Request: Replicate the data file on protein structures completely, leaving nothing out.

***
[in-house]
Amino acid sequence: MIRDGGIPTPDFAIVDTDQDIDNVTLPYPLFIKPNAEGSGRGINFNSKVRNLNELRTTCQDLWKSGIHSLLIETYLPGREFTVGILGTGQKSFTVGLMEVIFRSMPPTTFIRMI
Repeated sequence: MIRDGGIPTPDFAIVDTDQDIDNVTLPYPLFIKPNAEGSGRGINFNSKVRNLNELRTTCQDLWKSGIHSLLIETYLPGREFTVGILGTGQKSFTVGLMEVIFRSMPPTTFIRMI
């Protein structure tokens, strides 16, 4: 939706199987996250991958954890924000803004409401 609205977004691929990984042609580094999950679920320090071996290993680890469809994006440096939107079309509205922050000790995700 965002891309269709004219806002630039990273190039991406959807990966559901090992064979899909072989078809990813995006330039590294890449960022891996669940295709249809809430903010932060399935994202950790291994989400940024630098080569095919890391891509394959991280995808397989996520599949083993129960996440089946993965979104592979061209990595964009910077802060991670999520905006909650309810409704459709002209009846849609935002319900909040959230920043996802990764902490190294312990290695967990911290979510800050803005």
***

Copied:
[in-house]
Amino acid sequence: MIRDGGIPTPDFAIVDTDQDIDNVTLPYPLFIKPNAEGSGRGINFNSKVRNLNELRTTCQDLWKSGIHSLLIETYLPGREFTVGILGTGQKSFTVGLMEVIFRSMPPTTFIRMI
Repeated sequence: MIRDGGIPTPDFAIVDTDQDIDNVTLPYPLFIKPNAEGSGRGINFNSKVRNLNELRTTCQDLWKSGIHSLLIETYLPGREFTVGILGTGQKSFTVGLMEVIFRSMPPTTFIRMI
């Protein structure tokens, strides 16, 4: 939706199987996250991958954890924000803004409401 609205977004691929990984042609580094999950679920320090071996290993680890469809994006440096939107079309509205922050000790995700 965002891309269709004219806002630039990273190039991406959807990966559901090992064979899909072989078809990813995006330039590294890449960022891996669940295709249809809430903010932060399935994202950790291994989400940024630098080569095919890391891509394959991280995808397989996520599949083993129960996440089946993965979104592979061209990595964009910077802060991670999520905006909650309810409704459709002209009846849609935002319900909040959230920043996802990764902490190294312990290695967990911290979510800050803005």